I came into software back in 2011, at the peak of what I jokingly call the “great stack showdown.” I grant you that this “showdown” is still going today, as massive acquisitions continue to roll in from global leaders like Salesforce, Oracle and others.
But at the time, these global brands used mergers and acquisitions (M&As) to build foundations of their all-encompassing tech stacks. This included email, customer relationship management (CRM) and many of the tools we use today.
As a product marketer, it was a really exciting time to be in tech. These acquisitions seemed to happen every week, with each platform promising greater power, reach, utility and functionality to the thousands of businesses and millions of customers who used them.
It was truly a massive vision — both in terms of market movement and in technology storytelling.
The Tech Stacks Have Been Stacked
That said, looking back almost a decade later, it seems to me that the “great tech stack arms race of the early 2010s” was, in fact, the largest exercise in feature-based business storytelling to date.
Now, fast forward 10 years later, everyone’s stack is powerful — layered with similar tools for businesses to use. The deck (and the stacks) have been “stacked,” so to say.
We’ve Mastered Shipping New Features, But Not New Stories
That’s why I say that if software companies haven’t completely mastered the art of building, buying and delivering new capabilities quite yet, I think we can all agree that we’re pretty darn close. And it’s only growing more complex.
The same updates that once took three months or longer to ship are now being completed in three weeks or fewer. To the surprise of no one, agile software development actually worked to evolve and up-level development teams into cross-functional, well-oiled machines.
And just in case we still feel like we’re not shipping new capabilities fast enough, artificial intelligence (AI) is even writing its own code.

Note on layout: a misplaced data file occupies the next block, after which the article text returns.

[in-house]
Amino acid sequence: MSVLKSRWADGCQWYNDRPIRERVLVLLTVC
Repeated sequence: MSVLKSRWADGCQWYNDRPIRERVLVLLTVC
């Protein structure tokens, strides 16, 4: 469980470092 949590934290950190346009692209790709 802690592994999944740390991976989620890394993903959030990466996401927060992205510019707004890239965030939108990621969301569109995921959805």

New Categories, New Capabilities, New Complexities
This has created a “perfect storm” in software, where we’re buying new companies and developing new capabilities faster than ever before. And then, for good measure, we’ve even put in the work to integrate and partner with each other in a variety of innovative ways.
We’re truly in a technological renaissance where new ideas and categories are popping up everywhere. But in our push to create categories and launch new capabilities in record time, developing the value stories and human comprehension needed to make them successful has been far slower.
Because after all, and I know no one wants to hear this, building and shipping new capabilities is the easy part. It’s the storytelling, training and human-focused rollout to follow that’s the challenge.
Before we’re ready to sell our products to a market full of buyers, we need to first sell them to a room full of our own people. And this room full of people needs to understand the personas, problems and capabilities that are core to our value story to deliver it the right way.
The Software Seller’s Goldmine: Empathy And Understanding
So, what do we do now? There are more than 10,000 privately held software-as-a-service (SaaS) companies out there creating new categories — all while the world’s largest publicly traded giants are still actively growing their portfolios through acquisitions.
Everyone’s market is crowded, everyone’s tools are powerful and everyone’s stories are starting to sound the same as they all fight to sell to the same buyers.
As a result, the buyers have caught on. They’re trading in pre-canned case studies for peer recommendations. They’re turning to reviews to uncover the good, the bad and the ugly before they ever buy. Simply put, in a world of data, capabilities and integrations, buyers are using their emotional intelligence to navigate the complexities of business-to-business (B2B) software buying. This is backed by brain science that tells us that “emotion is a necessary ingredient in almost all decisions,” and that includes buying decisions.
This is where we begin to transition from “who has the best stack” to “who has the best story.” Those who fail to adapt their logic-first stories will likely fall behind as competitors introduce better storytelling into their marketing — the kind of storytelling that people actually want to read that captures pain, heart and the hero’s journey.
This tells me that our ability to craft stories that strike emotional chords and create empathy and understanding on behalf of our audiences will literally make the difference between winning buyers and losing categories.
The Stories We Remember Will Be Written By Software’s Winners
And so, in a world with more software companies than ever, with more robust tools than ever, and that have perfected shipping more new capabilities and creating more new categories than ever, the race to tell the best story is on.
We’ve proven we can come up with new ideas. We’ve proven that we can build great tools. We’ve even proven that we can make them all plug into each other and work together. But it’s the story that wins the hearts of buyers by capturing their pain and putting them at the center of their own hero’s journey that will make the difference between who wins and who loses.
They say history is written by the victors. And in this case, it’ll be written by the storytellers who find new and brilliant ways to cut through the noise and complexity to deliver a story straight to the hearts of their buyers.